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College of Media students earn Hearst honors

College of Media students Duncan Slade and Gillian Wanosky each placed 14th in the 62nd annual Hearst Journalism Awards competition for stories published in 2021.

Duncan Slade

Slade, a senior journalism student, placed 14th in the Hearst Feature Writing Competition for his story, “Less money, fewer jobs: After two decades, WV’s ATV trails have fallen far short of initial projections,” published in Mountain State Spotlight in August 2021. Slade was an intern with Mountain State Spotlight at the time. He has also interned with West Virginia Public Broadcasting, does freelance work for PolitiFact and is the editor in chief at The Daily Athenaeum, WVU’s official student newspaper. His photographs have appeared in The Washington Post, including one of a West Virginia family that was featured on the front page in October 2021 accompanying the story, “Raising kids is work.”

“I am grateful to be recognized by the Hearst Foundation,” Duncan said. “This story was possible because of editors at Mountain State Spotlight who guided my reporting and edited my work, the many officials and residents in southern West Virginia who were generous with their time, and the librarians and archivists who helped me with all manners of documents and records. Without the excellent teaching of Reed College of Media professors like Lois Raimondo, Tom Stewart, Jesse Wright, Emily Corio and others, I would not have been equipped to tell this story."

Gillian Wanosky

Wanosky (BSJ, 2021), a current graduate student in the College’s Integrated Marketing Communications program, placed 14th in the Television Features Competition for her WVU News broadcast feature on a local Morgantown typewriter collector. Wanosky was a main anchor for “WVU News,” the College’s award-winning newscast, in spring 2021 when the story aired. Wanosky double-majored in journalism and dance and has had several internships throughout her college career. She graduated at the top of her class in May 2021, earning a cumulative GPA of 4.0 and receiving the College of Media’s Top Scholar award. Her work has also been published in The Washington Post.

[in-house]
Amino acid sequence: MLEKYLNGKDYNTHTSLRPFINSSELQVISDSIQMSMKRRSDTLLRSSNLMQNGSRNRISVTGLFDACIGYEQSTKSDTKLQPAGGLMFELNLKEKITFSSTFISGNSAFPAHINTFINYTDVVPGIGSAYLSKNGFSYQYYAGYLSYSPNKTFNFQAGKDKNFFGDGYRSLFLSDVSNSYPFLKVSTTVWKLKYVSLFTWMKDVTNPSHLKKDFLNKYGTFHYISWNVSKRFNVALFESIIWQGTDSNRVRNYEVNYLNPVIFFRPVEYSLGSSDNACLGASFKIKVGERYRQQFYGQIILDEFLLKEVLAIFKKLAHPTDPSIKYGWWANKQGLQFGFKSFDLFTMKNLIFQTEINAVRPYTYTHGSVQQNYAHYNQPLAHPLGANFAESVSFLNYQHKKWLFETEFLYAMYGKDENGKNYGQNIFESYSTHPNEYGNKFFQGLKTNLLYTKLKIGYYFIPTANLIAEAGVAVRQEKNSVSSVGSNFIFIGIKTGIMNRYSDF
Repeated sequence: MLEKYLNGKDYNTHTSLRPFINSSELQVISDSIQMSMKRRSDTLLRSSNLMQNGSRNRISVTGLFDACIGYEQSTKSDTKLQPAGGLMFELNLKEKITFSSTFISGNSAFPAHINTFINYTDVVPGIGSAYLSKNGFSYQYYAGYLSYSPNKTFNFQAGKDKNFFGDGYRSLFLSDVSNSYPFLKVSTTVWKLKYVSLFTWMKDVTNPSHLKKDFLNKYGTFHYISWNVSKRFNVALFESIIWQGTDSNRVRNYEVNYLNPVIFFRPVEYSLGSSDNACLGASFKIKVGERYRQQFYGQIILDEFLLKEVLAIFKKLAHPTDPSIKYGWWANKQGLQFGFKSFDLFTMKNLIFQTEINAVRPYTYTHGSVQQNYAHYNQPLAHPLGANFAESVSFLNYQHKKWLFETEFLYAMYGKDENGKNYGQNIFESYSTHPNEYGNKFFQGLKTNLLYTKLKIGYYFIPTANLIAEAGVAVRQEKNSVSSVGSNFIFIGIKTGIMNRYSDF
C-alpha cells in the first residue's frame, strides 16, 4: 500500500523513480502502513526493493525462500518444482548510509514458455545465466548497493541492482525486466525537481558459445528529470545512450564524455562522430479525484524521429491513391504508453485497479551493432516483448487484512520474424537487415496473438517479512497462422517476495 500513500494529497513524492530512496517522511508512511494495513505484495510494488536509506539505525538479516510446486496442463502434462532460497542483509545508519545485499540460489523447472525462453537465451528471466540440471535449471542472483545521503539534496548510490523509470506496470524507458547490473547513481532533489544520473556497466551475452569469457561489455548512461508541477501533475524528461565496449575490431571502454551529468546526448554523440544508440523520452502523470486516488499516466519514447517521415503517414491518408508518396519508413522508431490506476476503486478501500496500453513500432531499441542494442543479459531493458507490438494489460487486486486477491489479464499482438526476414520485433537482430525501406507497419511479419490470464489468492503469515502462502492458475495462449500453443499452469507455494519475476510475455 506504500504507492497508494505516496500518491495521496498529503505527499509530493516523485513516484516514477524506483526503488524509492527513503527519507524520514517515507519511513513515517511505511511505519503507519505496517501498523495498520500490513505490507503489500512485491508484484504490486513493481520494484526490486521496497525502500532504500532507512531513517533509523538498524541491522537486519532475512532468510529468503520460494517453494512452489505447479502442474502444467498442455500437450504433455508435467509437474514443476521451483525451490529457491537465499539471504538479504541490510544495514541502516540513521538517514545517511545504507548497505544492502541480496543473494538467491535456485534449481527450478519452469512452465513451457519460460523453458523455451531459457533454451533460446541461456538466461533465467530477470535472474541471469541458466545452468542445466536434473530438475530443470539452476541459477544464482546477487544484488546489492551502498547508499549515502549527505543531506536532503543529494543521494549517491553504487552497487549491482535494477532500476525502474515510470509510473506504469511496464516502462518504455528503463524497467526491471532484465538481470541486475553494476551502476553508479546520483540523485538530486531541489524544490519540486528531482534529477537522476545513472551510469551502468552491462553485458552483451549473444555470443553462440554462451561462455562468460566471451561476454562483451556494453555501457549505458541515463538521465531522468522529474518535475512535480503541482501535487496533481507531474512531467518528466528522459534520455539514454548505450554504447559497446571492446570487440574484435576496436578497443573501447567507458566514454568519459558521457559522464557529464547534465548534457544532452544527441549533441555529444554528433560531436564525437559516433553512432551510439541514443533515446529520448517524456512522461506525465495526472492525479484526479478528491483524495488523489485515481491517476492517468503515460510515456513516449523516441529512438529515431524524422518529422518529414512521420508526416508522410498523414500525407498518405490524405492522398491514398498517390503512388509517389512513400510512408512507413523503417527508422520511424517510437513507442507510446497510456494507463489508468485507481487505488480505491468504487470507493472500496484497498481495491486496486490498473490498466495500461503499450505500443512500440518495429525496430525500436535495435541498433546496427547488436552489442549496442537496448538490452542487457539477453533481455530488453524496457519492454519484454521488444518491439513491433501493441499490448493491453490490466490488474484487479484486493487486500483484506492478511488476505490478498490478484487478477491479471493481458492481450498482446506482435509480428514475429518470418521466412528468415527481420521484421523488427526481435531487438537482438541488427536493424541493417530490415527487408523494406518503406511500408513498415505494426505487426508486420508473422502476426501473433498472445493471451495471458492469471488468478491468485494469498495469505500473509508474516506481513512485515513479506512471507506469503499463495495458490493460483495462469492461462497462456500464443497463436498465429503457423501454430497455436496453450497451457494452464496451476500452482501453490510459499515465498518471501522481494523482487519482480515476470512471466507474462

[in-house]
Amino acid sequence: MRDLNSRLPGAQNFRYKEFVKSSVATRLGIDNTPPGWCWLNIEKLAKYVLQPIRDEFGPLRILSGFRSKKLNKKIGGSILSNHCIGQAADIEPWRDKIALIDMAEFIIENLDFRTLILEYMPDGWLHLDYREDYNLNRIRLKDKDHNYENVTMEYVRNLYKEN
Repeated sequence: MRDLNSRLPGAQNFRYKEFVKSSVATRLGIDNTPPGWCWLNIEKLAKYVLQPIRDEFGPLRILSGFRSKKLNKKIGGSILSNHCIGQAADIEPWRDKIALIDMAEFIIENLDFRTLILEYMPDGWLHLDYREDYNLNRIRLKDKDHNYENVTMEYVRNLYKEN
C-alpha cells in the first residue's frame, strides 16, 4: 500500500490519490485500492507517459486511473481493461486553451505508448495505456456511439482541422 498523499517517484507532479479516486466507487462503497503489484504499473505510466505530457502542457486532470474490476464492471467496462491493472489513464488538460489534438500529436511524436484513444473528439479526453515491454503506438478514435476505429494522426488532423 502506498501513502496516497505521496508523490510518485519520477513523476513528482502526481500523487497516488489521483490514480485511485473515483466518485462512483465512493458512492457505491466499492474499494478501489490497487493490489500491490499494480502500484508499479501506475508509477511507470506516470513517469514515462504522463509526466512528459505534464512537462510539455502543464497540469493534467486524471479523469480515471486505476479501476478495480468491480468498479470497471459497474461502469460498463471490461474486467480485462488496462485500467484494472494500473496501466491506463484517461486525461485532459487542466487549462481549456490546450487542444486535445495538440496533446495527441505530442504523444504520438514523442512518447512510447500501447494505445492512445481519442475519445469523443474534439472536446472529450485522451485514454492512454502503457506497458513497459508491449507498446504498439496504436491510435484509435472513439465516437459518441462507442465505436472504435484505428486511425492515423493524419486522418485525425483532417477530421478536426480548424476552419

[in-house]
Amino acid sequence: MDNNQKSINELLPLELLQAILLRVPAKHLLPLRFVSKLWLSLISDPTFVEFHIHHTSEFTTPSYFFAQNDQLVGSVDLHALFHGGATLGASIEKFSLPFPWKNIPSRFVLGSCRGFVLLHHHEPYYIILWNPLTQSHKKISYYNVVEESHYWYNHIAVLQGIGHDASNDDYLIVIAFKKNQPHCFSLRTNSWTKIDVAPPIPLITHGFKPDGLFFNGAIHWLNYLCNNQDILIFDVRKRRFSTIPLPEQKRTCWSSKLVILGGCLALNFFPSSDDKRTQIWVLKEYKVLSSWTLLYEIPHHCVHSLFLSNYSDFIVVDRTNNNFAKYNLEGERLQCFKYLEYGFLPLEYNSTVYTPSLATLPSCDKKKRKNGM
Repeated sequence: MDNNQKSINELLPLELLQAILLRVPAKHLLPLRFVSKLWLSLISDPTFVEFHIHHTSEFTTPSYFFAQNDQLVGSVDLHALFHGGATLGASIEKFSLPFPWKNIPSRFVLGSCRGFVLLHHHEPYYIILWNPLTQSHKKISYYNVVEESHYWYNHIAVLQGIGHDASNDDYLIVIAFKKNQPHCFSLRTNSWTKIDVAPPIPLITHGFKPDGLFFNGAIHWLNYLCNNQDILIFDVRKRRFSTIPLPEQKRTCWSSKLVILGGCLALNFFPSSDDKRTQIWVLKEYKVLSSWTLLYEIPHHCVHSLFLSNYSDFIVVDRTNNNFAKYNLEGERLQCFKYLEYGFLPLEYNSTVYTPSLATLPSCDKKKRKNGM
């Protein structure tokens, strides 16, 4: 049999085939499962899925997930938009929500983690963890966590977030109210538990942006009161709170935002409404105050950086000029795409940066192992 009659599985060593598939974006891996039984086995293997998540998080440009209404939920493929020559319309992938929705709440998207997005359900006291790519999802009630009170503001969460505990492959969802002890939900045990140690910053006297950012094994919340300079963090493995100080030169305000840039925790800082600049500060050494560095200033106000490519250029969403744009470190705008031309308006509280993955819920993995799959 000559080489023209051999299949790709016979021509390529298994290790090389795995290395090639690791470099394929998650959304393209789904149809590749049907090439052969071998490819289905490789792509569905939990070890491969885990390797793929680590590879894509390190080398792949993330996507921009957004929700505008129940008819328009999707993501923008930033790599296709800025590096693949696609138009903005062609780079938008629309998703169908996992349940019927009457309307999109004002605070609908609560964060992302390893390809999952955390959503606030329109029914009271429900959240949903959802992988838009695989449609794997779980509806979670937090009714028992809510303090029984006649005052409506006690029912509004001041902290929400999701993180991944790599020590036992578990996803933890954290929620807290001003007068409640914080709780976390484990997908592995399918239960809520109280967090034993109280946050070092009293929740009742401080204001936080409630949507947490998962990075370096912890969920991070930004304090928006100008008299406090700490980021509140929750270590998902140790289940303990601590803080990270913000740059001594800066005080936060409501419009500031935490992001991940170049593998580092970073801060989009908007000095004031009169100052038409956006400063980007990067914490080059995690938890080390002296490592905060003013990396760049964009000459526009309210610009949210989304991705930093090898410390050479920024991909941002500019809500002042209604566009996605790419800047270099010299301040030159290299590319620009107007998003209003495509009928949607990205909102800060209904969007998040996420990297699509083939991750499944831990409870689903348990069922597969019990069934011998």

“Placing in the prestigious Hearst Competition was an amazing surprise for me, and I think it’s a reflection of the hard work that all the students and I put into ‘WVU News,’” Wanosky said. “Being part of this school and this program has been an incredible experience. I am especially grateful for Professor Gina Martino Dahlia, as she helped me become a better storyteller and a better person. She helped build my confidence, and she continues to teach me life lessons that I’ll always carry with me.”

There were 148 entries from 80 schools submitted in the Hearst feature writing competition and 95 entries from 57 schools submitted in the television features competition. The Hearst competition includes five awards in writing, two in television, two in photojournalism, one audio, and four in multimedia. Entries in each category are judged by a panel of three media professionals from across the country who specialize in the respective area. The Hearst Journalism Awards program offers up to $700,000 in scholarships, matching grants and stipends for winners.

The competition is open only to universities of the Association of Schools of Journalism and Mass Communication with accredited undergraduate journalism programs. The WVU Reed College of Media is one of only 115 journalism/communication programs accredited worldwide by the Accrediting Council on Education in Journalism and Mass Communications.

College of Media students have placed in the Hearst Journalism competition several times in the past and have received countless other awards for published work. Visit mediacollege.wvu.edu/discover/awards for a full list of student awards.